St. Mary and Carlton look strong heading into city's

Andrew Schopp
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Carlton Comprehensive and St. Mary high school runners go head-to-head in last year's Prince Albert city track meet at Prime Ministers Park. Herald file photo by Dave Leaderhouse 

Prince Albert high school track and field athletes will kick off the outdoor season at the North Central District Athletic Association city meet May 21-22.  

High schools from across the city and surrounding areas will converge on Prime Ministers Park next week for the meet, which will have athletes competing in various events in midget, junior and senior age categories.

According to their team coaches, Prince Albert’s largest high schools; St. Mary and Carlton Comprehensive, both look promising heading into the event, each with a strong contingent of rookie and returning competitors.

“We didn’t have a Grade 12 on our team last year so all our winners have returned,” said Carlton track coach Patricia Taylor. “It looks like we have a really strong group of Grade Nines that have come up so I am really looking forward to seeing how they fare.”

The top three finishers from each event will move on to district championships and from there, winners will head to provincial finals in Moose Jaw June 8-9. 

St. Mary track coach Kelly Prins said that next week’s city meet serves as a good precursor to district’s held in Prince Albert the following week before heading to provincials.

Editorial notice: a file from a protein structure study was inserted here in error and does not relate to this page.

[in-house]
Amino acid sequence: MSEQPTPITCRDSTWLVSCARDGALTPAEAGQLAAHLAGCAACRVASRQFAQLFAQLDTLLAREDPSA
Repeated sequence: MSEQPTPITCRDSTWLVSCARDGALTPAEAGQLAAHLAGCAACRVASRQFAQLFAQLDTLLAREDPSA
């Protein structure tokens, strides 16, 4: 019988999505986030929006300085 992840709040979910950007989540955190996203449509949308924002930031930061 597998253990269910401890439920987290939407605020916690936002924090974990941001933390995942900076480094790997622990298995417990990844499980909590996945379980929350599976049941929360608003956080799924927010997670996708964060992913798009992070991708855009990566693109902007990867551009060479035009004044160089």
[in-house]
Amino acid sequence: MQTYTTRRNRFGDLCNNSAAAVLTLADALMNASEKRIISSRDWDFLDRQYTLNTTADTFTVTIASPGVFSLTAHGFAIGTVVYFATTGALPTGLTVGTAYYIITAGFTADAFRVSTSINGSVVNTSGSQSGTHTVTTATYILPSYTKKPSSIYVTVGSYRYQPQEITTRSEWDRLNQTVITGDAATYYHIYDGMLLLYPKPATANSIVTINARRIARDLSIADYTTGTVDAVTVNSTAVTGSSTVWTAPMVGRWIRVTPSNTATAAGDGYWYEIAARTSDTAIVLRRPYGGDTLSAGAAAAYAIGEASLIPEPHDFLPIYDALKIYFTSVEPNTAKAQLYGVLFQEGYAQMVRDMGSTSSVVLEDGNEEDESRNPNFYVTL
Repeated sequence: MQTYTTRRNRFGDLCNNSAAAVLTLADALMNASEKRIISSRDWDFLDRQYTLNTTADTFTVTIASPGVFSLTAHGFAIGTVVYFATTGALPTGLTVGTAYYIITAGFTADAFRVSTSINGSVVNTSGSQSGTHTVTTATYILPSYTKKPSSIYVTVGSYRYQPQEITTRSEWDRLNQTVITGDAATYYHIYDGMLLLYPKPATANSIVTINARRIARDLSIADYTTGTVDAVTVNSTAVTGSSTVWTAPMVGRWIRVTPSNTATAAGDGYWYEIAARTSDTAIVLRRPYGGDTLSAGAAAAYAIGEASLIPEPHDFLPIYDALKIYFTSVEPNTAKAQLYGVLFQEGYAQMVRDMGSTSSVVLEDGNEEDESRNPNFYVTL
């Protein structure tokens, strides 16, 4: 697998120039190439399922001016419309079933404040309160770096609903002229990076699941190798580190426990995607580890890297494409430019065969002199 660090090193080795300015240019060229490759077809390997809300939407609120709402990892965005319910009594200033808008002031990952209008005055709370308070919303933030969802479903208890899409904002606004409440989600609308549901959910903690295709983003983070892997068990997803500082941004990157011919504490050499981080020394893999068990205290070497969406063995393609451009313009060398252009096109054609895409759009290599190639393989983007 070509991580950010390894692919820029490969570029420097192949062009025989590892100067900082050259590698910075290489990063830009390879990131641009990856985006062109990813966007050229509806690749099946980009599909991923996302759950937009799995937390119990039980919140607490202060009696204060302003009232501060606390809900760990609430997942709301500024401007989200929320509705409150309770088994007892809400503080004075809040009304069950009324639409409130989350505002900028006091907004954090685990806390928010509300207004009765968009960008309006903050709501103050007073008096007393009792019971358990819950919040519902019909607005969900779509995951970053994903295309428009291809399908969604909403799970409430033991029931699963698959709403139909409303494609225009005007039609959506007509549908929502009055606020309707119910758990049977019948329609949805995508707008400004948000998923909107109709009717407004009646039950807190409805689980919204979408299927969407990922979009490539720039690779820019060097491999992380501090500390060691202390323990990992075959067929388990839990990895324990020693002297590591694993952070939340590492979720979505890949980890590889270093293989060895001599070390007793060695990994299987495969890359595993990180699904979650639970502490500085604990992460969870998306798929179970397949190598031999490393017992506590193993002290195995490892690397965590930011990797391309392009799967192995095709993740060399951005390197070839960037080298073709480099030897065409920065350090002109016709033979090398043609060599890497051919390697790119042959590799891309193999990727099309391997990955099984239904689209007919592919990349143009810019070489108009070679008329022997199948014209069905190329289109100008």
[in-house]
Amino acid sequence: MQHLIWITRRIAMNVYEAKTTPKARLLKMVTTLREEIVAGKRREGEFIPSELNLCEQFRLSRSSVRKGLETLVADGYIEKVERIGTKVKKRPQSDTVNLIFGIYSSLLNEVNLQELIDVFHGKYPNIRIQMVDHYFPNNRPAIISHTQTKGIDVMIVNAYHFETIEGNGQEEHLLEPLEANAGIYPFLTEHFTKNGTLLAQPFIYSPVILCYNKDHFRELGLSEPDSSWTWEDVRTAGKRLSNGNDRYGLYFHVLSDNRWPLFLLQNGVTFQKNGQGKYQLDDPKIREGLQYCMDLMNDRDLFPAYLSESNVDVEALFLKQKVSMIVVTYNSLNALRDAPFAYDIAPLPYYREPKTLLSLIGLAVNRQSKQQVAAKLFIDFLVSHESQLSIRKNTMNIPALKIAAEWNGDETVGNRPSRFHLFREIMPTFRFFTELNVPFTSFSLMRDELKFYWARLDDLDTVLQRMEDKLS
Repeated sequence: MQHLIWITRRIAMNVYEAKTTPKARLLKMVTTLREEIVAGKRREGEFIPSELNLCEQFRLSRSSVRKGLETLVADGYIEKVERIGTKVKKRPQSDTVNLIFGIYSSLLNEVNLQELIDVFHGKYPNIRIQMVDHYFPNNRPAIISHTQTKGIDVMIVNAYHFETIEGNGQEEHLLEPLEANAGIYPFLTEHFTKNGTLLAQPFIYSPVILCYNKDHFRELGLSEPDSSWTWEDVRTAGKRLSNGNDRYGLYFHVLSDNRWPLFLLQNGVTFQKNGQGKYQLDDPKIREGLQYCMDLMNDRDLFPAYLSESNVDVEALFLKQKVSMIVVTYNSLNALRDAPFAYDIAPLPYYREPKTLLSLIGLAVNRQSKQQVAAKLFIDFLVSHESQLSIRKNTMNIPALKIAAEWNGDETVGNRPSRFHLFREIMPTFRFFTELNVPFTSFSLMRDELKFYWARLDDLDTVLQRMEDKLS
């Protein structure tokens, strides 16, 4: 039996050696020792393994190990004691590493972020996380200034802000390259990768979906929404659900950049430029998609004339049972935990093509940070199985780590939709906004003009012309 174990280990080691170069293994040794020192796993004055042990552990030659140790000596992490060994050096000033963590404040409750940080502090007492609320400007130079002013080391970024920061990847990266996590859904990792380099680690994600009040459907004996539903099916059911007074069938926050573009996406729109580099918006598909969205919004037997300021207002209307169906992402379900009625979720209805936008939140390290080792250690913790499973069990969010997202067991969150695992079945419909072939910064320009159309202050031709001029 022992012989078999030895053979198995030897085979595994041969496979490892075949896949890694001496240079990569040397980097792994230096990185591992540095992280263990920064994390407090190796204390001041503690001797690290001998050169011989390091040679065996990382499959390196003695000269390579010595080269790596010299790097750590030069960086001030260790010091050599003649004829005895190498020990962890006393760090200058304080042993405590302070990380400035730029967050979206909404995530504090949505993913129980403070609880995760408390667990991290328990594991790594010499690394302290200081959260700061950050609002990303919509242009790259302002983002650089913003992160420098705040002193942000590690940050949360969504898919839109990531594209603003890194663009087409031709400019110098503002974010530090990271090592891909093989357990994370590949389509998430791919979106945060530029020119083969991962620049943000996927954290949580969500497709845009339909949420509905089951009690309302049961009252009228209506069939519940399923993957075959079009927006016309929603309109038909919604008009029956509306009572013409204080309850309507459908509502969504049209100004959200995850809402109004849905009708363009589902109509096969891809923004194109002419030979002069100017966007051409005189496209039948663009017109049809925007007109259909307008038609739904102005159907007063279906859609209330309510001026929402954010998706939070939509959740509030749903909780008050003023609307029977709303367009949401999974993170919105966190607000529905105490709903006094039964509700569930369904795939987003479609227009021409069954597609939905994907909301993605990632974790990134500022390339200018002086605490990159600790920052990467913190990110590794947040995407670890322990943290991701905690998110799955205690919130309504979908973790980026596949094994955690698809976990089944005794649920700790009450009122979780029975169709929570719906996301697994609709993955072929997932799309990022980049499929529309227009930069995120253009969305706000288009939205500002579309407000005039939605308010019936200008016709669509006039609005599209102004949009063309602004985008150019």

“It lets the kids know where they are at,” Prins said of city’s. “It gets a competition under their belt and gives them a feel for what their strengths are.” 

St. Mary dominated the event last year, taking home more than a dozen gold medals including a impressive performance by Amanda Lepage, who had four No. 1 finishes in a series of midget dash and long jump events.

Prins said it is unknown whether his star pupil Lepage will make her return to city’s next week, as she is currently dealing with an odd structural issue in her ankle.  

“We’ve been to all kinds of specialists,” Prins said of Lepage’s ailment.  “We don’t know why it’s doing this. She’s a kid that would go on to compete nationally but we don’t know if she’ll be ready for provincials.”

While Carlton has managed to avoid losing competitors to graduation, St. Mary is in a different boat, losing upwards of nine senior athletes from last year.

“It’s definitely a rebuilding year for us,” Prins said. “Our team last year was very strong and a lot of our top kids I have been working with for a number of years have graduated.” 

Despite the loss of some key athletes, including current University of Calgary stalwart Katelyn Lehner, Prins added that the team’s future is bright as the roster is filled with a strong group of up and comers who are “looking good.” 

“Out of the young ones, we’ve got a few kids who I believe could be gold medallists provincially,” he said.

One of the young guns Prins mentioned was Nayan Chand, a multi-sport athlete who looks promising in both sprinting and the group’s “bread and butter,” jumping event. 

On the Carlton side, Taylor mentioned names like Graham and Matt Meyer who look strong in the throwing category. 

“Our boys’ throwing events are really strong,” Taylor said. “Our distance team is very strong, in my mind they are medal contenders. We’ve got some outstanding jumpers as well.”

More than 900 athletes from 16 schools are expected to take part in next week’s event, which for Prins’ athletes, will finally kick off the outdoor season.

After practising indoors at the Alfred Jenkins Field House all year, Prins said his athletes are eager to get outside. 

“We had a slow start to the season with the weather,” he said. “Being cooped up indoors, they are anxious to get outside and get things going.” 

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